The European team is honoring the memory of Seve Ballesteros by putting his iconic image on their golf bags.
This is the first Ryder Cup without Ballesteros, who died in May 2011. He is considered the most influential figure in giving Europe its edge in the matches. Longtime friend Jose Maria Olazabal is the European captain.
Olazabal revealed the tribute Tuesday during the team photo at Medinah. The bags have a silhouette that depicts Ballesteros’ reaction to winning the 1984 British Open at St. Andrews.
The Spanish captain says he felt the emblem on the bag would allow Ballesteros to be with the European team “every step of the way.”
Ballesteros adopted the image as his business logo, and even had a tattoo of it on his left forearm.
U.S. WINS JR. RYDER
Casie Cathrea, Karen Chung and Esther Lee led the United States to its third straight Junior Ryder Cup victory, winning singles matches to finish undefeated in the 141/2-91/2 win over Europe in Olympia Fields, Ill.
The 16-year-old Cathrea, from Livermore, Calif., beat Denmark’s Emily Pedersen, 2 up, at Olympia Fields. The 17-year-old Chung, from Livingston, N.J., topped Germany’s Quirine Eijkenboom, 4 and 2, and the 17-year-old Lee, from Los Alamitos, Calif., edged England’s Bronte Law, 1 up.
The three Americans were each 2-0 on in foursomes and mixed fourballs.
“It’s exciting to know that I was able to close out my first Junior Ryder Cup with three points and winning all three matches,” Cathrea said. “This whole experience has been incredible and it’s not over yet. We still get to play Medinah tomorrow, and that should be great, too.”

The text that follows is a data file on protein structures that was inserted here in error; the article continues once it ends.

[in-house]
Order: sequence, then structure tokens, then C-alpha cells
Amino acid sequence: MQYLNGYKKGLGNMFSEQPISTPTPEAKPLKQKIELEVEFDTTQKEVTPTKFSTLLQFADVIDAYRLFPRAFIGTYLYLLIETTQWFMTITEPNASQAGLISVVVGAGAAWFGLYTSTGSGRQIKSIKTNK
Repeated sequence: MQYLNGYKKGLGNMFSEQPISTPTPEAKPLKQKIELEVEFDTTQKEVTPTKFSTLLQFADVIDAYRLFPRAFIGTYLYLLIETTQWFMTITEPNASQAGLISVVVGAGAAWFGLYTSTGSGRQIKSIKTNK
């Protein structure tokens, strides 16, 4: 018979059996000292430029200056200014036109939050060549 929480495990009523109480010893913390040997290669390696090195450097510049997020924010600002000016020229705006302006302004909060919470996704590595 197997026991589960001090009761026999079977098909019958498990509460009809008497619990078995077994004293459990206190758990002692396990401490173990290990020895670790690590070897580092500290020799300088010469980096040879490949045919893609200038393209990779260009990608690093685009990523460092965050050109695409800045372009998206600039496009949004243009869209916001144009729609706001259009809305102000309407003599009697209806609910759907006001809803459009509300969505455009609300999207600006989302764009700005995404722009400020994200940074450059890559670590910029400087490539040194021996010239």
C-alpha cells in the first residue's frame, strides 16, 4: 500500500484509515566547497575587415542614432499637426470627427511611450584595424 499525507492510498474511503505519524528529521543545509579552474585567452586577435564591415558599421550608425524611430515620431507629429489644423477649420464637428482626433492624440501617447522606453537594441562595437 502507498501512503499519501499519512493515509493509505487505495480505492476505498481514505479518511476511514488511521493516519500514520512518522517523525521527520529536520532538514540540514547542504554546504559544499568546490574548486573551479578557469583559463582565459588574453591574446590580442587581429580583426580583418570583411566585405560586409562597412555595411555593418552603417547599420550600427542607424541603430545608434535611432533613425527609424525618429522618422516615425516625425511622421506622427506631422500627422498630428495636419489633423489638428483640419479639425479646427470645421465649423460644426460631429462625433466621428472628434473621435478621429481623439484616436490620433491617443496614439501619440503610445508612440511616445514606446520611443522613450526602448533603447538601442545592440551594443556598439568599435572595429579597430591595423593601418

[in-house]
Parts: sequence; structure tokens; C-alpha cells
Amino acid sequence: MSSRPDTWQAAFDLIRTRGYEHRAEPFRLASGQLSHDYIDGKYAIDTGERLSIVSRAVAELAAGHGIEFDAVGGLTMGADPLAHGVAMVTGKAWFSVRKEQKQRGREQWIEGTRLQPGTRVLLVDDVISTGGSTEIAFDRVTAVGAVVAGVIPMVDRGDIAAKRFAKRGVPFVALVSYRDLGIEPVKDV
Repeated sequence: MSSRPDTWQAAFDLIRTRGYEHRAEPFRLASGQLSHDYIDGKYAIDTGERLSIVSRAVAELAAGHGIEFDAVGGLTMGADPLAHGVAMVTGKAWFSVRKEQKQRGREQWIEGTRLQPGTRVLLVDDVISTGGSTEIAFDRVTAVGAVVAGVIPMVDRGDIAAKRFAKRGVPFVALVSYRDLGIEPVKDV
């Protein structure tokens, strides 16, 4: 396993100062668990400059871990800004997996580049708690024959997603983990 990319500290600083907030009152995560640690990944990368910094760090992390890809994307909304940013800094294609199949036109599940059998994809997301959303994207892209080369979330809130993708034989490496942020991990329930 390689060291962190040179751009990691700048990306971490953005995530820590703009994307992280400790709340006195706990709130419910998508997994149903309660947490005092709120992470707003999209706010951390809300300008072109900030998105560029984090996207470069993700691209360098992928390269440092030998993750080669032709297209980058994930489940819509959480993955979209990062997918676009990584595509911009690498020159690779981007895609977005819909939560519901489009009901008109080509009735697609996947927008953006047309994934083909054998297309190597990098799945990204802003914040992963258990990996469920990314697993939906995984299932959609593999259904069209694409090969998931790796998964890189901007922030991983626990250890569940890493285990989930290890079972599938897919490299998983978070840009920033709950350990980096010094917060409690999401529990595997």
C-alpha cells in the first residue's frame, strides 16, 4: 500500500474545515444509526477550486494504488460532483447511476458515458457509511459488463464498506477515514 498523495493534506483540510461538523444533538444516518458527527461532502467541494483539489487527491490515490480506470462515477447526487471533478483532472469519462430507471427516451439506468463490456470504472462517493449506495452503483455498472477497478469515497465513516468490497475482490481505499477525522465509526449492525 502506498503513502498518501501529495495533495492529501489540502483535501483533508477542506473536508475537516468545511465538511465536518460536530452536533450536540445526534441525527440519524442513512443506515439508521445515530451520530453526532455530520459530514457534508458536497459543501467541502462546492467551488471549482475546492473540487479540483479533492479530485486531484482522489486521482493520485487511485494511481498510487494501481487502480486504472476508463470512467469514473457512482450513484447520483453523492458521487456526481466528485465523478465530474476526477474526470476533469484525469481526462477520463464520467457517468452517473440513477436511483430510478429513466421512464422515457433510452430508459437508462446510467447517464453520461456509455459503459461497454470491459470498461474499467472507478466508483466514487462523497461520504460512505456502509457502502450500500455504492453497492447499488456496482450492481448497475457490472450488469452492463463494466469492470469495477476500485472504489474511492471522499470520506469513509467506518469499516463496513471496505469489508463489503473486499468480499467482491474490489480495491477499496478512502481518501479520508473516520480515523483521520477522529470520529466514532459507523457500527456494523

The co-ed teams will play a “Friendship Match” today at Medinah, the site of the Ryder Cup matches Friday-Sunday.
Davis Love III sure knows how to be a good host.
In addition to the traditional gifts that will be exchanged between the teams at tonight’s dinner, the U.S. captain decided to give everyone involved in the Ryder Cup – Americans and Europeans both – a commemorative yardage book. Harvey Penick’s famous advice to “Take Dead Aim” is inscribed at the top of the Americans’ book, while the Europeans have the same silhouette of Seve Ballesteros that is on their golf bags.
All of the books have a drawing of half of the Ryder Cup, and the full cup is revealed when the book is held up to their counterpart’s.
“It’s going to be pretty cool,” Love said Tuesday. “If I take my book and put it with (European vice captain) Darren Clarke’s book, it matches up and makes a cup. That’s what it’s all about, we respect them and they respect us and, come Friday morning to Sunday night, we’re going to have a lot of fun competing.”
It’s a far cry from some other Ryder Cups, when the event was portrayed as a war or battle between Europe and the United States.
“This is not a war. It’s a golf match,” Love said. “A golf match that’s grown a little bit since they started it, but it continues to be a friendly golf match.”